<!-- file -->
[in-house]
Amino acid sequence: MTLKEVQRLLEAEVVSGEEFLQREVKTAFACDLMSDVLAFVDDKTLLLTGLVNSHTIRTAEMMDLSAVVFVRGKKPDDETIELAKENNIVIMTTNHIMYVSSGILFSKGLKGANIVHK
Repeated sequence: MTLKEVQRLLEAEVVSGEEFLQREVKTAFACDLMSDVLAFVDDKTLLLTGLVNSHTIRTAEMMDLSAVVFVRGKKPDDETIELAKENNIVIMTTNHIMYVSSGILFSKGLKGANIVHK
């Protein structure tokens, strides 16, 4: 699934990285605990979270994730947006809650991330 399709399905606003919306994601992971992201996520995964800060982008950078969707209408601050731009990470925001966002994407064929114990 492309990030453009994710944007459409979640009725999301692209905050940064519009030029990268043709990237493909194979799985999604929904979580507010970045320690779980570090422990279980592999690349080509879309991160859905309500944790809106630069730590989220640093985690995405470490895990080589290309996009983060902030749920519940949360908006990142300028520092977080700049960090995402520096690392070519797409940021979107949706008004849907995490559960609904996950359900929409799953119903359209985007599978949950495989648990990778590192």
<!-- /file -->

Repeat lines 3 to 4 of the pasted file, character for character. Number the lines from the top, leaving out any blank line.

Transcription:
Repeated sequence: MTLKEVQRLLEAEVVSGEEFLQREVKTAFACDLMSDVLAFVDDKTLLLTGLVNSHTIRTAEMMDLSAVVFVRGKKPDDETIELAKENNIVIMTTNHIMYVSSGILFSKGLKGANIVHK
């Protein structure tokens, strides 16, 4: 699934990285605990979270994730947006809650991330 399709399905606003919306994601992971992201996520995964800060982008950078969707209408601050731009990470925001966002994407064929114990 492309990030453009994710944007459409979640009725999301692209905050940064519009030029990268043709990237493909194979799985999604929904979580507010970045320690779980570090422990279980592999690349080509879309991160859905309500944790809106630069730590989220640093985690995405470490895990080589290309996009983060902030749920519940949360908006990142300028520092977080700049960090995402520096690392070519797409940021979107949706008004849907995490559960609904996950359900929409799953119903359209985007599978949950495989648990990778590192």